Also note that you can hide some of the lines in your sub-components to make the rafter look like one part.

rafter beam.skp (50.9 KB)
if you decide, the DC in this file needs to be saved via right click to a folder of your choice
this DC can be outer-shelled and exploded one nested level down. this process can be easily done via the Outliner.
Why consider this process or workflow? by simplifying a DC to one level it can be easily painted, taken off and greatly reduces file size (after purge) and best for making copies without the unique updating associated with nested DCs
moreover the DC is wrapped so that it can be swapped and retain the existing size. So if you want to amend the component then swap it with the previous (right click) saved component.

I leave the sections visible, so its easier to identify a simplified DC, on outer shell these are absorbed.
An advantage with this system is you can swap the DC with a similar DC where the common attributes will update,

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pcmoor - I know this is an old post but are you able to provide any more information on component wrapping. Would I drive the level below of the wrapper? As in just a clone of the top level attributes?

I believe this will help me solve a number of issues I am encountering with DC’s.

Yes, you pass the attributes through
The parent generally contain the user input, this next level, a wrapper of the existing sub components does become somewhat a clone of its parent, however you could move some of the initial workings (formulas) to this level.

It depends on the purpose for this insulation, the example given allows the leny, the run of the rafter to be scaled and swapped with say a truss of the same coverage and they will match
The key is that the size attribute needs to be exposed in the parent with use of the current(“leny”…) formula then you can swap the component with a different definition (not just its own) and the child reference that, thus updating to the size in your model. Once the component is installed into the model it may not matter if that current(“leny”) is overridden, so long as the “saveas” definition contains it.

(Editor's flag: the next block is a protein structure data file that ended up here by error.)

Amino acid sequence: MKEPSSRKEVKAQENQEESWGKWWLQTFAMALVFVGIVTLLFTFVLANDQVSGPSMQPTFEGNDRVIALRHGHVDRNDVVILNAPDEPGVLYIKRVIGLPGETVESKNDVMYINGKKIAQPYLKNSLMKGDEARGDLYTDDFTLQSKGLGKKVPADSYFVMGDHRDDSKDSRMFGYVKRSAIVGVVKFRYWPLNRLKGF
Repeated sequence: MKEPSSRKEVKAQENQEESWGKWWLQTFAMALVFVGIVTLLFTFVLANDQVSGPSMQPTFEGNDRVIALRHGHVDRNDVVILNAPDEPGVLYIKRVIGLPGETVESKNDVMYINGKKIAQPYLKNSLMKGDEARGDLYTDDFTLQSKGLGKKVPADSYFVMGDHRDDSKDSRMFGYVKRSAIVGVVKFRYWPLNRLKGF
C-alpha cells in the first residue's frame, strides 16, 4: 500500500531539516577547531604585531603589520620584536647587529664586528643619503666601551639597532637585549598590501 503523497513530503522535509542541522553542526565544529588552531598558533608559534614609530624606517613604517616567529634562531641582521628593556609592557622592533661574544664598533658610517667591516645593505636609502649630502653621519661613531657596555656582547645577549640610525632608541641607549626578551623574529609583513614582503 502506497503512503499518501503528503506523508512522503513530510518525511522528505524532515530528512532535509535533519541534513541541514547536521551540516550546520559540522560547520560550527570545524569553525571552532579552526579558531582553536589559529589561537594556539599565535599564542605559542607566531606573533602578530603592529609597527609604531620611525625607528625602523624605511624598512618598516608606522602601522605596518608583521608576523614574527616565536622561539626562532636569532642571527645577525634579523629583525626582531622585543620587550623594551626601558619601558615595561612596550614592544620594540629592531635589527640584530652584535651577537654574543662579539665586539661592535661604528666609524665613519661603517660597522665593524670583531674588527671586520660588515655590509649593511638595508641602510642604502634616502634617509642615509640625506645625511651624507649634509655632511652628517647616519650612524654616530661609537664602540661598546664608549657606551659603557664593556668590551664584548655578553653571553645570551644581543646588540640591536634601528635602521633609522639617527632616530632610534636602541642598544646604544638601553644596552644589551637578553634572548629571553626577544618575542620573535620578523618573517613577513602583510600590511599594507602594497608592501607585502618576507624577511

This intermediate wrapper can be used as the point of simplification, I now place named attributes that act as a script for a ruby script to follow at this point, that is the order of operation like explode, outershell, explode and at what level, another to change the status of the parents options access to view only.

Although the DC can be simplified manually, a script can do the job so much quicker. Ruby should be considered in your workflow, just like “lisp” in AutoCad. I suggest you consider Aerillus “toolbar editor” as a way of running the snippets, Ruby code editor by Schreyer as a script writer, attribute inspector by Aerillus for insight into the DCs data base. There are many examples that are helpful, is a good source, a version of his rotate,align scale tool can be used to place components without the need to do all the separate actions to place and scale a DC

Please private message me for specific details

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Thanks for your detailed response @pcmoor.

I already have use of the ‘toolbar editor’ and attribute inspector. But the latter I haven’t used very much.

There is a clear need for me to look into this more, I need to understand core principles of ruby to be able to implement it into my workflow. I have some learning to do in this regard.

Thank you for offering specific details, I will drop you a dm.